Computer and Networking Lab

CS 102

Sept. 8, 2006


We have a few reasons for taking part in this lab:

  1. To become familiar with navigating through a few online stores to, in this case, find RAM for our PC and also to compare a handful of new PCs.

  2. To study how Internet connection speeds vary over the course of a day here on our fast network and possibly at home over a modem.

  3. To reorganize the bookmarks in our browser.


  1. Log onto your workstation and start the Internet Explorer browser.

    Visit the class home page and find the HTML version of this lab. It has all the links you need below, saving you a lot of typing!

  2. Go to this web site: ( Look up the price of upgrading your PC's memory by 512 MB.

    Try to answer these questions:

    1. What do EDO, SDRAM, and DDR stand for? How do they compare?

    2. What's the difference between PC 100 SDRAM and PC 133 SDRAM?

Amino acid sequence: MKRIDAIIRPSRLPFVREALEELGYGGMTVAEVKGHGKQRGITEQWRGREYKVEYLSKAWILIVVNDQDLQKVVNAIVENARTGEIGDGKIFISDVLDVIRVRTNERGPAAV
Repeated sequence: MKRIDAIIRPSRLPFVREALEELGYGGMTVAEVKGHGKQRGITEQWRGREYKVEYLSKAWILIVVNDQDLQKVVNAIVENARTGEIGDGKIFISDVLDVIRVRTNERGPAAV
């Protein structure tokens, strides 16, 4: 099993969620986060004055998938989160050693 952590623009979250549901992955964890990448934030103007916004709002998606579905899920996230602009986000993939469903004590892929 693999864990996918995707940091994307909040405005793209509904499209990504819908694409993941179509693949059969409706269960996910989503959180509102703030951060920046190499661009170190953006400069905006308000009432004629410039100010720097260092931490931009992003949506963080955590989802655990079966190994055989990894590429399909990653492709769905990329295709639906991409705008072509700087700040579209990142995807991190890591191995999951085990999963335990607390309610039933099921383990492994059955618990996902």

3. What is parity? Do I need it?

  3. Visit one (or two) of these web sites and ``shop'' for a new PC. Don't forget that a monitor and printer are often not included! If you need those, price them out as well.
    1. Dell (

    2. Gateway (

    3. Best Buy (

    4. Circuit City (

    5. eMachines (

    Answer these questions:
    1. Would you be comfortable making an online PC purchase?

    2. Did the PCs you looked at have enough RAM?

    3. Did you add or delete anything from the basic PC configuration we discussed? If so, what? Why?

    4. If you visited more than one site, where did you find the best price? Was it much of a difference?

  4. Visit the CNET Bandwidth Meter Speed Test
    ( and test the speed of your Internet connection. Run the test at least five times on different days and at different times of the day. If you run enough tests you may find some patterns. What do they seem to be?

  5. Edit your bookmarks, arranging them into a nicely organized, hierarchical structure. (If you don't currently have any bookmarks, visit some of your favorite web sites and bookmark them). Delete any bookmarks that are of no interest to you.

  6. You're done for the day. You may log out now and leave.

Thomas P. Kelliher 2006-09-05
Tom Kelliher